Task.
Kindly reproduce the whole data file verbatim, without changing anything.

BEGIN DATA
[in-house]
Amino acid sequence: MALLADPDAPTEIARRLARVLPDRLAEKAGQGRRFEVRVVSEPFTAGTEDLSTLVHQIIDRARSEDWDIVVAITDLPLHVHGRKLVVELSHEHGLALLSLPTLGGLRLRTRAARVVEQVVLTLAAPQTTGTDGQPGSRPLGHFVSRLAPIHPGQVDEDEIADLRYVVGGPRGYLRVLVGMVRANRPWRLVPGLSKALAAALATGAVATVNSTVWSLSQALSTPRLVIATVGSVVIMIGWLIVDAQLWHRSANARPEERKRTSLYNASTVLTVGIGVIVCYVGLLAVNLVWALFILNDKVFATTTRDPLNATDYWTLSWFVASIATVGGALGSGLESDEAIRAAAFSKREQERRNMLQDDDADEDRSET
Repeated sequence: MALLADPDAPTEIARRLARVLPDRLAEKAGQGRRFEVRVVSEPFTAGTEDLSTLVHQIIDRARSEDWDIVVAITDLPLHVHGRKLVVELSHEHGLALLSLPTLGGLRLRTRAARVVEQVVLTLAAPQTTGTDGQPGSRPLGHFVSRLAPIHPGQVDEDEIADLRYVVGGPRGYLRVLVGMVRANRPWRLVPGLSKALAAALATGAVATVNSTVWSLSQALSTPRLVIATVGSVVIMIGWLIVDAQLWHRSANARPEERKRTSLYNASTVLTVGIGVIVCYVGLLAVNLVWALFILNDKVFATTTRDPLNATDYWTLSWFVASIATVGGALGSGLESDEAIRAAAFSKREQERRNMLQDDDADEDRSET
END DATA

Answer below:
[in-house]
Amino acid sequence: MALLADPDAPTEIARRLARVLPDRLAEKAGQGRRFEVRVVSEPFTAGTEDLSTLVHQIIDRARSEDWDIVVAITDLPLHVHGRKLVVELSHEHGLALLSLPTLGGLRLRTRAARVVEQVVLTLAAPQTTGTDGQPGSRPLGHFVSRLAPIHPGQVDEDEIADLRYVVGGPRGYLRVLVGMVRANRPWRLVPGLSKALAAALATGAVATVNSTVWSLSQALSTPRLVIATVGSVVIMIGWLIVDAQLWHRSANARPEERKRTSLYNASTVLTVGIGVIVCYVGLLAVNLVWALFILNDKVFATTTRDPLNATDYWTLSWFVASIATVGGALGSGLESDEAIRAAAFSKREQERRNMLQDDDADEDRSET
Repeated sequence: MALLADPDAPTEIARRLARVLPDRLAEKAGQGRRFEVRVVSEPFTAGTEDLSTLVHQIIDRARSEDWDIVVAITDLPLHVHGRKLVVELSHEHGLALLSLPTLGGLRLRTRAARVVEQVVLTLAAPQTTGTDGQPGSRPLGHFVSRLAPIHPGQVDEDEIADLRYVVGGPRGYLRVLVGMVRANRPWRLVPGLSKALAAALATGAVATVNSTVWSLSQALSTPRLVIATVGSVVIMIGWLIVDAQLWHRSANARPEERKRTSLYNASTVLTVGIGVIVCYVGLLAVNLVWALFILNDKVFATTTRDPLNATDYWTLSWFVASIATVGGALGSGLESDEAIRAAAFSKREQERRNMLQDDDADEDRSET